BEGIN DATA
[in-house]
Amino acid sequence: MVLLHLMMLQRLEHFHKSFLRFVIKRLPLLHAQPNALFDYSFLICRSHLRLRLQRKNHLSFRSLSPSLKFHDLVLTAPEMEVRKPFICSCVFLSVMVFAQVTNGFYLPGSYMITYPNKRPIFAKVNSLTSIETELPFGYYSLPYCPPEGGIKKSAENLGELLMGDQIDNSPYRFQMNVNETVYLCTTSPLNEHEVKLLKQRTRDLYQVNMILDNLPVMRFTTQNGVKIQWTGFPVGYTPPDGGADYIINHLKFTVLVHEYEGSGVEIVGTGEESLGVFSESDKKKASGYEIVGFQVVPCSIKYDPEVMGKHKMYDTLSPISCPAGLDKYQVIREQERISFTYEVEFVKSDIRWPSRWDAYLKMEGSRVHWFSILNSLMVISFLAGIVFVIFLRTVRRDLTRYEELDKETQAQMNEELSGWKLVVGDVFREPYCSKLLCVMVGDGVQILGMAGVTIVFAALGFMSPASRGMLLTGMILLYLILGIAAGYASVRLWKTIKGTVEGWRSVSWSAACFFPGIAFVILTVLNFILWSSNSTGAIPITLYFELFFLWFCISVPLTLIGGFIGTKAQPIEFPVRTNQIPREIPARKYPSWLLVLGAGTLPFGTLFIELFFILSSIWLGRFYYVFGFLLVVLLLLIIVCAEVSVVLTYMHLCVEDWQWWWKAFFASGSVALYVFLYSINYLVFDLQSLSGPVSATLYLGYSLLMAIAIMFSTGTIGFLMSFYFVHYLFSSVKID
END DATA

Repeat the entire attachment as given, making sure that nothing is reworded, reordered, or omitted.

[in-house]
Amino acid sequence: MVLLHLMMLQRLEHFHKSFLRFVIKRLPLLHAQPNALFDYSFLICRSHLRLRLQRKNHLSFRSLSPSLKFHDLVLTAPEMEVRKPFICSCVFLSVMVFAQVTNGFYLPGSYMITYPNKRPIFAKVNSLTSIETELPFGYYSLPYCPPEGGIKKSAENLGELLMGDQIDNSPYRFQMNVNETVYLCTTSPLNEHEVKLLKQRTRDLYQVNMILDNLPVMRFTTQNGVKIQWTGFPVGYTPPDGGADYIINHLKFTVLVHEYEGSGVEIVGTGEESLGVFSESDKKKASGYEIVGFQVVPCSIKYDPEVMGKHKMYDTLSPISCPAGLDKYQVIREQERISFTYEVEFVKSDIRWPSRWDAYLKMEGSRVHWFSILNSLMVISFLAGIVFVIFLRTVRRDLTRYEELDKETQAQMNEELSGWKLVVGDVFREPYCSKLLCVMVGDGVQILGMAGVTIVFAALGFMSPASRGMLLTGMILLYLILGIAAGYASVRLWKTIKGTVEGWRSVSWSAACFFPGIAFVILTVLNFILWSSNSTGAIPITLYFELFFLWFCISVPLTLIGGFIGTKAQPIEFPVRTNQIPREIPARKYPSWLLVLGAGTLPFGTLFIELFFILSSIWLGRFYYVFGFLLVVLLLLIIVCAEVSVVLTYMHLCVEDWQWWWKAFFASGSVALYVFLYSINYLVFDLQSLSGPVSATLYLGYSLLMAIAIMFSTGTIGFLMSFYFVHYLFSSVKID